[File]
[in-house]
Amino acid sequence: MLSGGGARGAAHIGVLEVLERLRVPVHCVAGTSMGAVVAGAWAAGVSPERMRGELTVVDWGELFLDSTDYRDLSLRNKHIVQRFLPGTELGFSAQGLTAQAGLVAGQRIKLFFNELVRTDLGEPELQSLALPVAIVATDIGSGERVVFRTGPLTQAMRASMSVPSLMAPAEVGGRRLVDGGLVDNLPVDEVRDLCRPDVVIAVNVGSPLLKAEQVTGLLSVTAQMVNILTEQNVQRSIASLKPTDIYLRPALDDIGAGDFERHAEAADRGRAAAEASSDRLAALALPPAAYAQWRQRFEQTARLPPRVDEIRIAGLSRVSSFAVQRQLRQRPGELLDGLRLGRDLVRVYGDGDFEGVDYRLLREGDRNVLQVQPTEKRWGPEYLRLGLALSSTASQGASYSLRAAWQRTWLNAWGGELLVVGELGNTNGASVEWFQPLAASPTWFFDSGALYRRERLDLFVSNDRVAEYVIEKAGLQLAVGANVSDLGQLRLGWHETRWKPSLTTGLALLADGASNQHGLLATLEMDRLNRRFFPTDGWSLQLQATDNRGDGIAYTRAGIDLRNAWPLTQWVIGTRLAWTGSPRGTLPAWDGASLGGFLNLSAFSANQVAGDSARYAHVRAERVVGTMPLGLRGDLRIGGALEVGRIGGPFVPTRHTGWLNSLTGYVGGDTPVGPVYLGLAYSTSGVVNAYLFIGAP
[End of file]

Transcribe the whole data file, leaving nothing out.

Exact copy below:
[in-house]
Amino acid sequence: MLSGGGARGAAHIGVLEVLERLRVPVHCVAGTSMGAVVAGAWAAGVSPERMRGELTVVDWGELFLDSTDYRDLSLRNKHIVQRFLPGTELGFSAQGLTAQAGLVAGQRIKLFFNELVRTDLGEPELQSLALPVAIVATDIGSGERVVFRTGPLTQAMRASMSVPSLMAPAEVGGRRLVDGGLVDNLPVDEVRDLCRPDVVIAVNVGSPLLKAEQVTGLLSVTAQMVNILTEQNVQRSIASLKPTDIYLRPALDDIGAGDFERHAEAADRGRAAAEASSDRLAALALPPAAYAQWRQRFEQTARLPPRVDEIRIAGLSRVSSFAVQRQLRQRPGELLDGLRLGRDLVRVYGDGDFEGVDYRLLREGDRNVLQVQPTEKRWGPEYLRLGLALSSTASQGASYSLRAAWQRTWLNAWGGELLVVGELGNTNGASVEWFQPLAASPTWFFDSGALYRRERLDLFVSNDRVAEYVIEKAGLQLAVGANVSDLGQLRLGWHETRWKPSLTTGLALLADGASNQHGLLATLEMDRLNRRFFPTDGWSLQLQATDNRGDGIAYTRAGIDLRNAWPLTQWVIGTRLAWTGSPRGTLPAWDGASLGGFLNLSAFSANQVAGDSARYAHVRAERVVGTMPLGLRGDLRIGGALEVGRIGGPFVPTRHTGWLNSLTGYVGGDTPVGPVYLGLAYSTSGVVNAYLFIGAP